Film Review: Zack and Miri Make a PornoLeave it to big softie Kevin Smith to make the cuddliest porno flick of all time.
Here's the dark secret behind writer/director/geek icon Kevin Smith's oeuvre: Beneath all the rampant swearing, graphic sex talk and in-your-face scatological humor, his movies are—gasp!—deeply moral stories. No matter how askew things get in Smith's View Askewniverse (the setting of six out of his eight features), you can always count on seeing the good folks rewarded, the bad ones humiliated, and the power of friendship overcoming the toughest of obstacles. Hell, even his most controversial film—1999's Dogma—ends up reaffirming the existence of a Divine Creator…albeit in the form of a certain Canadian pop singer.
This isn't intended as a slam on Smith, by the way. Quite the opposite; his good-heartedness is a big part of his charm, both as a filmmaker and a media personality. At the same time, however, it has kept Smith from challenging himself to mine more emotionally complex territory; the closest he came was 1997's Chasing Amy, which still wrapped up its star-crossed love story a little too neatly.
Given Smith's history, it's no big surprise that the most daring thing about his latest production, Zack and Miri Make a Porno, is its title. But don't take that to mean you can bring the kids—the erstwhile Jersey boy still makes full use of the film's R rating, adding full-frontal nudity (including his first-ever penis shot, courtesy of longtime friend Jason "Jay" Mewes) and an ill-timed on-camera bowel movement (which gives a whole new context to the infamous "ass to mouth" debate from Clerks II) to his usual stable of hilariously sophomoric tricks. At the end of the day, though, these antics are just window dressing for yet another routine romantic comedy about a pair of platonic pals who discover that, deep down, they really wuv each other.
If you hadn't already guessed it from the movie's title, the names of these buddies are Zack (Seth Rogen) and Miri (Elizabeth Banks), two underachieving twenty-something wage slaves not entirely unlike the eponymous clerks of the film that rocketed Smith to stardom. The key difference between Dante and Randal and Zack and Miri, of course, is that one of them is a chick and rom-com conventions dictate that it's impossible for a heterosexual guy and girl to remain "just friends" for very long. (Come to think of it, this movie would have been far more interesting had Smith followed the usual romantic-comedy format but titled it Dante and Randal Make a Porno instead.)
Sure enough, the perpetually cash-strapped duo starts to feel the first stirrings of love not long after launching a new moneymaking scheme: homemade pornography. Recruiting an amateur cast and crew from their working-class Pittsburgh ’hood—including producer Delaney (Craig Robinson), lead actor Lester (Mewes) and actresses Bubbles and Stacey (played respectively by former porn star Traci Lords and current skin-flick queen Katie Morgan)—Zack and Miri throw themselves wholeheartedly into their new profession. They are so committed to this project, which begins its life as a Star Wars parody (this is a Kevin Smith movie, after all) before morphing into a multiple-partners marathon set in a Starbucks-style coffee joint, they decide to perform the film's centerpiece sex scene. As it turns out, knocking boots on camera is the easy part. What's not so simple is confessing your love to your best friend.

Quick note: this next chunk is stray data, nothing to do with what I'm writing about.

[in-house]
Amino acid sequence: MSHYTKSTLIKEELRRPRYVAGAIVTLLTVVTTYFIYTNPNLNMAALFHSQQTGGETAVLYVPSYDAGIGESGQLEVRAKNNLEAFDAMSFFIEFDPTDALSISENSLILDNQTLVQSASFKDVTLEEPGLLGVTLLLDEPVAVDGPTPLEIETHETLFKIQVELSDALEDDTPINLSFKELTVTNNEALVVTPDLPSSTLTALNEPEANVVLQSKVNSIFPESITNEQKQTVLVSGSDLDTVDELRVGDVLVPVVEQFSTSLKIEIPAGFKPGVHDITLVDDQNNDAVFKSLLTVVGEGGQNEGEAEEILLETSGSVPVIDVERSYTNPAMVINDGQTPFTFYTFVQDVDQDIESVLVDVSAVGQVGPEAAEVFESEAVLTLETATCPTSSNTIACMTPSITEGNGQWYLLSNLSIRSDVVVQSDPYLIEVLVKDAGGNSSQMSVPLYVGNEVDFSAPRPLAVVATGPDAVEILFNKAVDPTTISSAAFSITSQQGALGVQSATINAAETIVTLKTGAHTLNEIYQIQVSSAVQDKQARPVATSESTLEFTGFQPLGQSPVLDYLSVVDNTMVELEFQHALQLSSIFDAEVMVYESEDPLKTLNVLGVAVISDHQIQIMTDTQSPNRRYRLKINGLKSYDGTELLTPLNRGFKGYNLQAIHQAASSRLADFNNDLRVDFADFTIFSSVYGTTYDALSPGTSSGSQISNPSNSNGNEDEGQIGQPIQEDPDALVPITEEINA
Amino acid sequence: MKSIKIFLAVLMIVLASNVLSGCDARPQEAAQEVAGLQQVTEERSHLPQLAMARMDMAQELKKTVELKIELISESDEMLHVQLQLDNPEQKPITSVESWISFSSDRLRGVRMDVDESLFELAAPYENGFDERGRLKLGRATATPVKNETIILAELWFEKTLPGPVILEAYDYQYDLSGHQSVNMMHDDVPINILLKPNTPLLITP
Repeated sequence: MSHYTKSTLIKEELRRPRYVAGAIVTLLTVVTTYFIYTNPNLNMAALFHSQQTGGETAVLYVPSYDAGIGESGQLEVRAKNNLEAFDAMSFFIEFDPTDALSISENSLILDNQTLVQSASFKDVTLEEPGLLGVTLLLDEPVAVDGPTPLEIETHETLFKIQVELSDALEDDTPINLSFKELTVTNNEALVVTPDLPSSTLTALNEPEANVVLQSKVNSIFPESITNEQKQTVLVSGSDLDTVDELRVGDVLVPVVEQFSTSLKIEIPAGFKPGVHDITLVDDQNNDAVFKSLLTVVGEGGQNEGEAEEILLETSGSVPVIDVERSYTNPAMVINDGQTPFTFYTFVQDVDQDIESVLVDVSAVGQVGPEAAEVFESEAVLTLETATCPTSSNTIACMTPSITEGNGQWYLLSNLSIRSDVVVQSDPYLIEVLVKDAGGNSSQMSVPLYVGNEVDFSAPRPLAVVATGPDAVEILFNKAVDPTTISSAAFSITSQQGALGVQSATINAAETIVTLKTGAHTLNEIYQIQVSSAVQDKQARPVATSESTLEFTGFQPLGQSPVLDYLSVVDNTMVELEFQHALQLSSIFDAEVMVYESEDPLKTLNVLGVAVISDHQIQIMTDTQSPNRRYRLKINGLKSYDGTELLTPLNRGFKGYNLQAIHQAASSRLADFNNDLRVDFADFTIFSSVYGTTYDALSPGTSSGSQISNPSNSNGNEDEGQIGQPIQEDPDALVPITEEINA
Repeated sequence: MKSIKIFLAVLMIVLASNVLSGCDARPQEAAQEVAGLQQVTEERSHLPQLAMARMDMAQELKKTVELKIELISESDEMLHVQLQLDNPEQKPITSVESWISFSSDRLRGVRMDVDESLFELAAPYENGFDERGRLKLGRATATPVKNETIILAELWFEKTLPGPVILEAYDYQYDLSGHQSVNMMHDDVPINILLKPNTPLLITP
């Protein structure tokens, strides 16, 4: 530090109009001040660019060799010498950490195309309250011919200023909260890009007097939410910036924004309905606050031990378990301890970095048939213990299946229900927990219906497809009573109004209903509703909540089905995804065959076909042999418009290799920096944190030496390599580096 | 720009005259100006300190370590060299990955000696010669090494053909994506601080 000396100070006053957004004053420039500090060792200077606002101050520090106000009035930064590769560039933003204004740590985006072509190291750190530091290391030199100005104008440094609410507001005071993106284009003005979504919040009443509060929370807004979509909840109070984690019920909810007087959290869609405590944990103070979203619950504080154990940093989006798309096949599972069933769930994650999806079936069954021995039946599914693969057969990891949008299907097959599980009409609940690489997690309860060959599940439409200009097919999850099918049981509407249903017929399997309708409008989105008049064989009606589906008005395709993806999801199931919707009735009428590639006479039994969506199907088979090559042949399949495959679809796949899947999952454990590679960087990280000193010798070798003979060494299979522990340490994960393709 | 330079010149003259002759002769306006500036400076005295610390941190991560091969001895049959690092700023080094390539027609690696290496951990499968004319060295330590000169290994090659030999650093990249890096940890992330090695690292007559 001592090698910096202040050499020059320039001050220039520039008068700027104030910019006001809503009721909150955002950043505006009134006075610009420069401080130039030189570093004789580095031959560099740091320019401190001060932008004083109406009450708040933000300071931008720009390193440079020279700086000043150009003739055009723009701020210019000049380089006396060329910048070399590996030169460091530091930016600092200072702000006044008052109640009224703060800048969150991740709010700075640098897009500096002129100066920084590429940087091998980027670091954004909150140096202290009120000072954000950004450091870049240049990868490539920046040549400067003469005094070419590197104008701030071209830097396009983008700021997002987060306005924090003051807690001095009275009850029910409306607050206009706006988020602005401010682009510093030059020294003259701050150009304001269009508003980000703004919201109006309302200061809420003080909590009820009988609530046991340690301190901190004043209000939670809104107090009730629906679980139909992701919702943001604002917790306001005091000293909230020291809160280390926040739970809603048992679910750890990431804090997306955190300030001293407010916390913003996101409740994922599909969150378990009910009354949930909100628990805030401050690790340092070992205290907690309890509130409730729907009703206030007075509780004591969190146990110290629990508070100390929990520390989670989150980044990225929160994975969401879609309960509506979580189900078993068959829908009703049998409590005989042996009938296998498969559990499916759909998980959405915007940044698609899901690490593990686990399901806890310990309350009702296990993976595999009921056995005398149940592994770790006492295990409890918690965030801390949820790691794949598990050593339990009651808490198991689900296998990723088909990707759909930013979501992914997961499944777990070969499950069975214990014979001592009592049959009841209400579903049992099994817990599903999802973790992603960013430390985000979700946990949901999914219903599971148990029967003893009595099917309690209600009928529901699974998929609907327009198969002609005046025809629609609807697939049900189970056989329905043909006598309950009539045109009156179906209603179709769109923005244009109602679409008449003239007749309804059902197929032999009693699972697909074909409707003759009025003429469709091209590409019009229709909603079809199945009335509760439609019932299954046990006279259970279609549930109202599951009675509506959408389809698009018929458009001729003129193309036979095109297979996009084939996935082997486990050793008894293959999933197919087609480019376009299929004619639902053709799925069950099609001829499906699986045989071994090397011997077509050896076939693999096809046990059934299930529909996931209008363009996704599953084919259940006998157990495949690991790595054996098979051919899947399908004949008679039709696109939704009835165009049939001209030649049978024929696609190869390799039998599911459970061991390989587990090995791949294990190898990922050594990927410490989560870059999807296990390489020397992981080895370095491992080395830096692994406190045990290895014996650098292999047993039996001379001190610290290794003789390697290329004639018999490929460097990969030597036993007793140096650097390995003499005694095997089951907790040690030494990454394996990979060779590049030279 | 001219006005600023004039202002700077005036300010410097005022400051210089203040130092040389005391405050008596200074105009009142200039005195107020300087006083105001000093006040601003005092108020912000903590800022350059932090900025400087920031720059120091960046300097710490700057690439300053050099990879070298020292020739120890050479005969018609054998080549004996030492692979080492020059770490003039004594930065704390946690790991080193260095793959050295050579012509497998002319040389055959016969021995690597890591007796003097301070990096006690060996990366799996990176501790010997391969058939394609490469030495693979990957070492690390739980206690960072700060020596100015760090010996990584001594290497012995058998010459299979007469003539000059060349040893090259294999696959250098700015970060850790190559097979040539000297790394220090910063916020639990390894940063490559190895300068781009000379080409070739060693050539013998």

Chasing Amy aside, Smith has always been pretty vanilla when it comes to male/female romance, and the relationship at the center of Zack and Miri is no exception. Happily married family man that he is, the filmmaker seems reluctant to consider the possibility that people can have no-strings-attached sex without immediately wanting to become life partners. But the movie never makes a strong case for why these characters belong together except that the genre demands it. That's particularly true for Miri, whose attraction to lazy curmudgeon Zack never makes a lot of sense. Banks does her best to convince us otherwise in a sharp, funny performance, but she can't overcome Smith's lazy writing, which forces Miri to go gaga over her friend as soon as he shows an ounce of initiative. (Because that's what really turns women on—schlubby guys who finally get off their asses long enough to write and direct a porn movie!) Rogen's phoned-in star turn further weakens the romantic chemistry; coming on the heels of his underwhelming work in Pineapple Express, the actor is making a strong case for why he needs to stick to supporting roles for a while.
Speaking of supporting roles, Zack and Miri's bright spot is its below-the-title cast, who score the bulk of the movie's scattered laughs. While the quick-witted Robinson deserves the MVP award, Mewes, Morgan and a game Brandon Routh (sending up his Superman image as a former high-school jock turned closeted celebrity) enjoy some memorable moments as well and overall seem to be having much more fun than either of the film's stars. Meanwhile, behind the camera, Smith goes through the paces efficiently enough; in fact, on a purely technical level, this is his most assured piece of direction since the much-maligned Jersey Girl. The funny thing is that for all the drubbing that admittedly imperfect film took at the time of its release, it was actually a bolder departure for Smith than anything in Zack and Miri Make a Porno. Jersey Girl at least forced Smith to step outside his comfort zone—this one finds him coasting along, recycling material we've seen too many times before.